What is most challenging about your work?
This is a demanding job. Some days can be really hard on the soul.
What’s the wildest call you ever had?
I’ve had a few that make me chuckle: The caller who, after being stung by bees multiple times, wanted the ambulance for the now-dying bees, not herself; a woman who had several “ninja rodents” on her car while she was in it (in her state of panic she couldn’t think of the name for “raccoon”); the good Samaritan who, in an effort to keep the concussed bicyclist from leaving before aid arrived, punched him in the face to keep him still, resulting in needing to start a police response.
Our EMS system relies heavily upon public interaction and participation. What can the public do to help?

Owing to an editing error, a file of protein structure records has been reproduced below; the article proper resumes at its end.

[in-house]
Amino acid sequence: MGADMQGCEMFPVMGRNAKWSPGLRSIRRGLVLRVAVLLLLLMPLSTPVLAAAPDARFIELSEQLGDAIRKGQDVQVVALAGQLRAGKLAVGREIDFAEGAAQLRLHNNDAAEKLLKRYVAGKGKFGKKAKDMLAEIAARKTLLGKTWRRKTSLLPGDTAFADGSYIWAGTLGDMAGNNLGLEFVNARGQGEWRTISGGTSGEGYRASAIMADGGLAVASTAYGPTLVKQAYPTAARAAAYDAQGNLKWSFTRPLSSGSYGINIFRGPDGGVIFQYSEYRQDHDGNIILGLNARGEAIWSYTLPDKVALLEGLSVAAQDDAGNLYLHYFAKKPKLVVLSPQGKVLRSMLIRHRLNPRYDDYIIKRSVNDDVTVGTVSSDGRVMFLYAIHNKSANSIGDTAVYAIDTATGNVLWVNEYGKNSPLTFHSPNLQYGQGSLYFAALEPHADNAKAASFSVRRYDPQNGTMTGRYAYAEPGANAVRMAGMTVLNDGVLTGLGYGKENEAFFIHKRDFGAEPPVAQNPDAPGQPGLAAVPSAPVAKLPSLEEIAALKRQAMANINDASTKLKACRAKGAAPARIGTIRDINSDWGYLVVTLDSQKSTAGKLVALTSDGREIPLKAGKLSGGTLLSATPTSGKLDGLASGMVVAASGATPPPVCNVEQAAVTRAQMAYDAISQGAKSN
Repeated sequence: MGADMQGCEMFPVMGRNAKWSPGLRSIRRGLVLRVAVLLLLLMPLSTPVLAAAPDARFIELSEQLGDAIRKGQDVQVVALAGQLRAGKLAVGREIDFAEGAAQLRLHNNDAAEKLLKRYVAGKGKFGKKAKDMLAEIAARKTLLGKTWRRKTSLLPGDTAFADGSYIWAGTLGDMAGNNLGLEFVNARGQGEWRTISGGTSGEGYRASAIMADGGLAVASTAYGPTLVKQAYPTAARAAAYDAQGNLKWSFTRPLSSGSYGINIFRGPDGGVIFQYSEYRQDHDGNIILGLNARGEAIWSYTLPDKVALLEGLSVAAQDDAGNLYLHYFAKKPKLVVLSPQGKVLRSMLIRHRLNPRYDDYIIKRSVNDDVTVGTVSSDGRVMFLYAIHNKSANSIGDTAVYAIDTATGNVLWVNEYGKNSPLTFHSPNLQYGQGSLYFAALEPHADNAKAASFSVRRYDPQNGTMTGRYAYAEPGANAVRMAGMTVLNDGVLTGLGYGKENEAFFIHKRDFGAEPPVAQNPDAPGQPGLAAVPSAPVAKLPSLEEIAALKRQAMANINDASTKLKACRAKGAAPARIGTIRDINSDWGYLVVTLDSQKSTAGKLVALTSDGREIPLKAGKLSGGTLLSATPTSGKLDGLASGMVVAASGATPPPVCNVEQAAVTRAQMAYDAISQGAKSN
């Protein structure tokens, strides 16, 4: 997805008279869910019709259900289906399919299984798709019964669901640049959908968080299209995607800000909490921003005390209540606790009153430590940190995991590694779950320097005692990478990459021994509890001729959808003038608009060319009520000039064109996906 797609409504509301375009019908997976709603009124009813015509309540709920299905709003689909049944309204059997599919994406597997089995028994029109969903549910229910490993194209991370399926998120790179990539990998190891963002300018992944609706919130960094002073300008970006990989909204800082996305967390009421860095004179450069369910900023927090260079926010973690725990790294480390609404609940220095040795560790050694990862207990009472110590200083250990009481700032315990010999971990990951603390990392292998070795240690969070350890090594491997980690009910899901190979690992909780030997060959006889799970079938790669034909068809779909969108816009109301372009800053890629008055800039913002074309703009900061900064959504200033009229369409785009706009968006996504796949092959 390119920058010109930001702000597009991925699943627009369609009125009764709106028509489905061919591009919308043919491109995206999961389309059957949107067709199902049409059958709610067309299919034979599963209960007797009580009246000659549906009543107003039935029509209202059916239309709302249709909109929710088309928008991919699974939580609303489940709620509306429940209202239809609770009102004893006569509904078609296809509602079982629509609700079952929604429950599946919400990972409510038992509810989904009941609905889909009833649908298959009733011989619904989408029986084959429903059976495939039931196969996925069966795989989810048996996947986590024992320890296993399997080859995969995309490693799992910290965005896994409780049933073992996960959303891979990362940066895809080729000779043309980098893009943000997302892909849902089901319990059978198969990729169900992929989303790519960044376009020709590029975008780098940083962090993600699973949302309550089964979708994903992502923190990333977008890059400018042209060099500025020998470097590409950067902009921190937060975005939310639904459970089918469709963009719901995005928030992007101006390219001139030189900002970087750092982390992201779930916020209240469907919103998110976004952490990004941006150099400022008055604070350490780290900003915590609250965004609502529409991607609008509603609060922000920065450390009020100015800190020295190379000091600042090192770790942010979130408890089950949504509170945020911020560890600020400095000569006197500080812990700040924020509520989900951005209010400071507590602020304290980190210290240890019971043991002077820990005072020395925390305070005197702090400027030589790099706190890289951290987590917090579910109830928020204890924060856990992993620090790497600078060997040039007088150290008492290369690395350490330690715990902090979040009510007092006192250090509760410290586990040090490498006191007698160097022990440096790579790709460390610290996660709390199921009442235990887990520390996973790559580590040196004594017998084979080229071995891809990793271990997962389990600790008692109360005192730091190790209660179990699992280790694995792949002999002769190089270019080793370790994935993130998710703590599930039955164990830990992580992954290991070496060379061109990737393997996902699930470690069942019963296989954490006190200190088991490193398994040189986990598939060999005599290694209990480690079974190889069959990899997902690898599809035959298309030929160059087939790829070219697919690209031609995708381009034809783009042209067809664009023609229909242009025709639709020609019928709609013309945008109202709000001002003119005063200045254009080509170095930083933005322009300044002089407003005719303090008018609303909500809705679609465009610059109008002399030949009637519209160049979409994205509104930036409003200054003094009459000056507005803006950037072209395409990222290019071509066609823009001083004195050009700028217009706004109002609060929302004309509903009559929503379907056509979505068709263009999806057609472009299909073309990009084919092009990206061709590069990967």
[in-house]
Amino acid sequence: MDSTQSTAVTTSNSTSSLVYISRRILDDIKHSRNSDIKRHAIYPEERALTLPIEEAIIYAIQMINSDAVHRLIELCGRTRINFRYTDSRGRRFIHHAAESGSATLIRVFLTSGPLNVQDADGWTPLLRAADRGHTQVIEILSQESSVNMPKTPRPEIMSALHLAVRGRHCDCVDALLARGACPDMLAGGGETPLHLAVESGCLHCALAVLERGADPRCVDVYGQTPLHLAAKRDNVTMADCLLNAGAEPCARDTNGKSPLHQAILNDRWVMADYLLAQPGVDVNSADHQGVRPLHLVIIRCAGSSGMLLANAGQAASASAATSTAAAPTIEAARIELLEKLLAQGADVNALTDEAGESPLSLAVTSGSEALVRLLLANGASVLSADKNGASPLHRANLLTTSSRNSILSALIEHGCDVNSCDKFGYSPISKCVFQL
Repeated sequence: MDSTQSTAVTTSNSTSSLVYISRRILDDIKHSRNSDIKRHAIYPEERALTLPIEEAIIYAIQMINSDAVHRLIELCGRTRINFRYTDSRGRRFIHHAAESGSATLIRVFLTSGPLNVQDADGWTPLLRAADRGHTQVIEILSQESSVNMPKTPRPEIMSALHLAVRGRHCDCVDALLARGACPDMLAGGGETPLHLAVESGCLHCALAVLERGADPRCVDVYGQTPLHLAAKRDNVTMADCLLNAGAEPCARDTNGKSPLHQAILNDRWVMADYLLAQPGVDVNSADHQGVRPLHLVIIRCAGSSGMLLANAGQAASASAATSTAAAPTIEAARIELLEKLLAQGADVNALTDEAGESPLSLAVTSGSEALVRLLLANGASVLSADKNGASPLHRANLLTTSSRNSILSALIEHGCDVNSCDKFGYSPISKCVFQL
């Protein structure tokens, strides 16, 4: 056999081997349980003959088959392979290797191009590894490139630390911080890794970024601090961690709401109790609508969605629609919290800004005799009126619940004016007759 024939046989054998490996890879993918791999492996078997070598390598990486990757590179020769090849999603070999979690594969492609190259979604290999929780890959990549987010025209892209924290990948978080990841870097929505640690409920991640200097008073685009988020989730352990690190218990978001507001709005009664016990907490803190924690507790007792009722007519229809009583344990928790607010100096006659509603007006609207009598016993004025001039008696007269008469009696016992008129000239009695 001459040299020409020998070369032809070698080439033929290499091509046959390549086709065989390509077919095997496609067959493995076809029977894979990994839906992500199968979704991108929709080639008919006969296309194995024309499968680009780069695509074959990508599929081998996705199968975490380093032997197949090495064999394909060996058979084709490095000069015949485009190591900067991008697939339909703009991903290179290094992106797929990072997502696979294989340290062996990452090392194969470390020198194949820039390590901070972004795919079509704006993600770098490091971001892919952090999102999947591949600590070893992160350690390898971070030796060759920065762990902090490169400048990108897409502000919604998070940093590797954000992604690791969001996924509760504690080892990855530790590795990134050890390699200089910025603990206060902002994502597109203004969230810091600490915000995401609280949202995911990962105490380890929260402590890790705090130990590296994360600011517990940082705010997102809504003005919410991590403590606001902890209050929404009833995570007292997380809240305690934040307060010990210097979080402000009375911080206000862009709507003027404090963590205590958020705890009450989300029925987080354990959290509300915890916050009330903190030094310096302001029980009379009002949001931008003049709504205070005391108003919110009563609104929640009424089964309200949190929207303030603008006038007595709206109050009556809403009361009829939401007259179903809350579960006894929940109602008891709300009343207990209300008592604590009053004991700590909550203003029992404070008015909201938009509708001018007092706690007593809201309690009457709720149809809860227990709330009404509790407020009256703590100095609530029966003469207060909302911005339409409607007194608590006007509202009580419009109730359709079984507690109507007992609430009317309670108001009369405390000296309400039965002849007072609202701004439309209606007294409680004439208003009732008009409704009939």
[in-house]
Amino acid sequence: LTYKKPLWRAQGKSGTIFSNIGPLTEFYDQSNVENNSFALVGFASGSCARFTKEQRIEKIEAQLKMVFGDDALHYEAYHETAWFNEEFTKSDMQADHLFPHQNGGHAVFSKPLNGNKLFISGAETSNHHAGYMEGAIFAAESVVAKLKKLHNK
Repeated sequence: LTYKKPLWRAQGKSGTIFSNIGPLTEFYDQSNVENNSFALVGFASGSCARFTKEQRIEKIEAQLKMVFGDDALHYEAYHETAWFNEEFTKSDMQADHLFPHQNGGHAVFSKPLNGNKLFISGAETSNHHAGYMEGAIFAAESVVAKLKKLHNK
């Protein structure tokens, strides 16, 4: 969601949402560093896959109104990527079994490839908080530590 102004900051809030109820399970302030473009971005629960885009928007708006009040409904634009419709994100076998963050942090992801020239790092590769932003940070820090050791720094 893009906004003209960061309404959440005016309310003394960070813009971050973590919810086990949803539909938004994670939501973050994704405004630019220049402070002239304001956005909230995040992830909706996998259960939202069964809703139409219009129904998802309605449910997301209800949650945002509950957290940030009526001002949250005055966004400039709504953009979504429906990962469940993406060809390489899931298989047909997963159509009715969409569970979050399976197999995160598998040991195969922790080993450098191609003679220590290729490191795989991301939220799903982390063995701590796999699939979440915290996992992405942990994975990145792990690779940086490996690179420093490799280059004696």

First and foremost, please know your address; we cannot send you help until you tell us where to send it. Giving details about the patient does not help us get there – your address does.
Also, if you have ever called 9-1-1 and thought to yourself “man she was pushy” or “she didn’t even let me explain (fill in the blank)”…you are probably right. We follow a very specific line of questioning to ensure your safety as well as the safety of our responders. We don’t usually need to know the “why” behind an emergency – we just know you are having a problem right now that needs to be resolved.
While customer service is what we do, we can be pushy – because we are here to help you/ potentially save your life, we are going to do what is necessary to get the information needed to help us do exactly that.
What makes you proud to be part of the King County EMS system?